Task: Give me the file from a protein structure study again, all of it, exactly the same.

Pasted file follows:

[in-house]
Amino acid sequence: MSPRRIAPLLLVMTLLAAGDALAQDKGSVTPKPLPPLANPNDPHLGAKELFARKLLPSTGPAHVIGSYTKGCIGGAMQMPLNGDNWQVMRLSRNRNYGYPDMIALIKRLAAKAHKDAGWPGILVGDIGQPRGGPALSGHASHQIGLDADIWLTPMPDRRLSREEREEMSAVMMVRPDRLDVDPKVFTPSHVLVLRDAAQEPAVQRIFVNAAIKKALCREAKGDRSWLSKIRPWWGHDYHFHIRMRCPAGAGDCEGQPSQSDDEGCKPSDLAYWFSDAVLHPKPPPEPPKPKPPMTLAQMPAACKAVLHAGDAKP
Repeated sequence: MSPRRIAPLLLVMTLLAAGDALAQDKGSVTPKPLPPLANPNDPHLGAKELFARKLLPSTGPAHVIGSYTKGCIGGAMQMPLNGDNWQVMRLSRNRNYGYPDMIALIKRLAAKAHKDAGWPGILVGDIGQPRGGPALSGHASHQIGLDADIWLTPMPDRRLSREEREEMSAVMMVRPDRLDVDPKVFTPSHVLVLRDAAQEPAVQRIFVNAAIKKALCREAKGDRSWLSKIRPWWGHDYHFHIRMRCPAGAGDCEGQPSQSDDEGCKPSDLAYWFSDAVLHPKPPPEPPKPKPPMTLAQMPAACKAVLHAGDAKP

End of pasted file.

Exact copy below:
[in-house]
Amino acid sequence: MSPRRIAPLLLVMTLLAAGDALAQDKGSVTPKPLPPLANPNDPHLGAKELFARKLLPSTGPAHVIGSYTKGCIGGAMQMPLNGDNWQVMRLSRNRNYGYPDMIALIKRLAAKAHKDAGWPGILVGDIGQPRGGPALSGHASHQIGLDADIWLTPMPDRRLSREEREEMSAVMMVRPDRLDVDPKVFTPSHVLVLRDAAQEPAVQRIFVNAAIKKALCREAKGDRSWLSKIRPWWGHDYHFHIRMRCPAGAGDCEGQPSQSDDEGCKPSDLAYWFSDAVLHPKPPPEPPKPKPPMTLAQMPAACKAVLHAGDAKP
Repeated sequence: MSPRRIAPLLLVMTLLAAGDALAQDKGSVTPKPLPPLANPNDPHLGAKELFARKLLPSTGPAHVIGSYTKGCIGGAMQMPLNGDNWQVMRLSRNRNYGYPDMIALIKRLAAKAHKDAGWPGILVGDIGQPRGGPALSGHASHQIGLDADIWLTPMPDRRLSREEREEMSAVMMVRPDRLDVDPKVFTPSHVLVLRDAAQEPAVQRIFVNAAIKKALCREAKGDRSWLSKIRPWWGHDYHFHIRMRCPAGAGDCEGQPSQSDDEGCKPSDLAYWFSDAVLHPKPPPEPPKPKPPMTLAQMPAACKAVLHAGDAKP